While dwindling chassis inventory and prolonged lead times, upfitting aging chassis with modern bodies has gained traction as a pragmatic solution.
Tim Marks, New Truck Install Manager at Levan Machine and Truck Equipment, emphasized in a Knapheide article that, "This is something that has become much more common, given the state of the marketplace and industry."
He further pointed out that the scarcity of new chassis has spurred the inclination to extend the lifespan of existing vehicles, with the hope that improved chassis availability will emerge.
There are three hurdles to consider when upfitting an older chassis.
Step 1 — Evaluating Chassis Condition
When contemplating the feasibility of upfitting, the first consideration is the existing condition of the chassis.
Marks advised, "Are there any problems that will need fixing? We have found a majority of times, when the old chassis is being upfit with a new body, the chassis will often need repairs."
This, he noted, presents an ideal opportunity to address any pending repairs. It's also essential to evaluate any prior modifications to the chassis, whether they might influence the new retrofit, and ensure sufficient payload capacity after integrating a new body.
Yet, the road to upfitting is challenging, particularly for chassis older than seven years.
Step 2 — Availability and Compatibility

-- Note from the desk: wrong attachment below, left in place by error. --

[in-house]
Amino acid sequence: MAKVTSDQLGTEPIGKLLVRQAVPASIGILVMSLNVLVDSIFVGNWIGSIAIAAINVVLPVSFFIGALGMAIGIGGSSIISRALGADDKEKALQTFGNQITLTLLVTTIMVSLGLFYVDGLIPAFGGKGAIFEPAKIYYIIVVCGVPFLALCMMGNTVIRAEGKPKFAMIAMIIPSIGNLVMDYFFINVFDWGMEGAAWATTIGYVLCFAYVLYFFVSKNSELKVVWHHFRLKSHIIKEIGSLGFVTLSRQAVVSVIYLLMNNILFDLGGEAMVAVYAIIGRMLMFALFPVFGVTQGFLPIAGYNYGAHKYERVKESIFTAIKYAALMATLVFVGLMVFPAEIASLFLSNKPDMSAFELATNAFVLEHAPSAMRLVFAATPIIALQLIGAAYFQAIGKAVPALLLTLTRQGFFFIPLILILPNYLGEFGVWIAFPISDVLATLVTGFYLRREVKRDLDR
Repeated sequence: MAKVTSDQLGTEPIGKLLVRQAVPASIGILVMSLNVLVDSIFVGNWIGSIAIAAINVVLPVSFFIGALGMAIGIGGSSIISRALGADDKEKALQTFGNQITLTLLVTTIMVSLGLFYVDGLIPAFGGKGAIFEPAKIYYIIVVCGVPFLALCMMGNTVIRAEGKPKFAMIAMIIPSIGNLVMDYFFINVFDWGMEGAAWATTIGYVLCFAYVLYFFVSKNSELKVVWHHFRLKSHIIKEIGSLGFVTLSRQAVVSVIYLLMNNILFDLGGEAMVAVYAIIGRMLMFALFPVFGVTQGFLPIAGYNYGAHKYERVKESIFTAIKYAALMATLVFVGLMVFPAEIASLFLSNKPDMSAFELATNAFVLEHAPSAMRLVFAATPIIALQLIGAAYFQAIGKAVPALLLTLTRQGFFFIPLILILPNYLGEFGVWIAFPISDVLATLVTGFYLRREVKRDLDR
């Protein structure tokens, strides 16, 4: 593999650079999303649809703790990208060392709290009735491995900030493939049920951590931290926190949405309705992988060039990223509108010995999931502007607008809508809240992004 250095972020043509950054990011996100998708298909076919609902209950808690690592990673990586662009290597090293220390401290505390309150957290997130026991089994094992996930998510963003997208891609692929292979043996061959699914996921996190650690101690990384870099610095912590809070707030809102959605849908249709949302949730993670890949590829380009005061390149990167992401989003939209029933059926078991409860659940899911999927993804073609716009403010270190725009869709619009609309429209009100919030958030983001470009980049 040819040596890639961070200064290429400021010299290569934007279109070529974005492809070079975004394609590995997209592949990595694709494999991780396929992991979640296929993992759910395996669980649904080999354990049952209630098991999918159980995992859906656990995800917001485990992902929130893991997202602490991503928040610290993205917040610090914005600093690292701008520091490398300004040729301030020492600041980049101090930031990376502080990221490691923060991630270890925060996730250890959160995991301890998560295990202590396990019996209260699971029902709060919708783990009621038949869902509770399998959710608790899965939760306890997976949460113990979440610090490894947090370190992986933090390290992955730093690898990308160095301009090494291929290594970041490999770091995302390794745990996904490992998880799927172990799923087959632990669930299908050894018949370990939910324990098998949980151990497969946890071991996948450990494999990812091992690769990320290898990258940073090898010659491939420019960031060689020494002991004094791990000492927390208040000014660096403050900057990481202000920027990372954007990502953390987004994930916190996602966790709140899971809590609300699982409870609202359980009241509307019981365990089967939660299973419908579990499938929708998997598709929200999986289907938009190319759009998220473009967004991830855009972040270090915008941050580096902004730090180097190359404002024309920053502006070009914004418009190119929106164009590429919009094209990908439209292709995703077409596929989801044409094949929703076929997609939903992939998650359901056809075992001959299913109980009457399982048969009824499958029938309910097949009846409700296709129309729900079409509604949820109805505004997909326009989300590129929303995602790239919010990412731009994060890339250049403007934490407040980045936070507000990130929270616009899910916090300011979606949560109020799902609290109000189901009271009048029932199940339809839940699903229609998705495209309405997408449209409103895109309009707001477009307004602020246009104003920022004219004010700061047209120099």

Compatibility poses a significant hurdle, as integrating older chassis with modern electrical systems and intricate components such as power lock modules can be demanding.
The availability of compatible mounting kits further complicates the process. While occasionally suitable mounting kits from the past may align well, modifications are often necessary to achieve compatibility.
Additionally, with modern industry trends emphasizing quality and minimal modifications, limitations arise concerning body types and features that can be accommodated on older chassis.
Finding a qualified and willing workshop is another crucial factor. Marks noted, "In general, the technology of chassis and truck equipment alike has advanced leaps and bounds over the last decade."
This progression has shifted installation practices from traditional methods involving welders and torches to more sophisticated techniques. Retrofitting older chassis often demands custom fabrication and welding, a skillset not universally possessed by all shops.
Step 3 — Don’t Overlook the Cost
Finally, the cost aspect must not be overlooked. While retrofitting circumvents the expenditure on a new chassis, it's imperative to weigh the overall costs.
Repairs to the chassis, specialized brackets or components, and increased installation time can significantly elevate expenses. Consequently, gauging the entire cost spectrum is vital, extending beyond the immediate to project the cost-effectiveness over the lifespan of the retrofit.
Adapting to Chassis Shortages
As the industry navigates challenges posed by chassis availability, retrofitting older chassis with modern bodies emerges as a viable workaround.
However, the decision necessitates a meticulous assessment of the chassis condition, compatibility issues, qualified service providers, and the comprehensive costs involved.
Amidst the complexities, the choice between upgrading and updating demands a holistic evaluation of the fleet's requirements and long-term goals.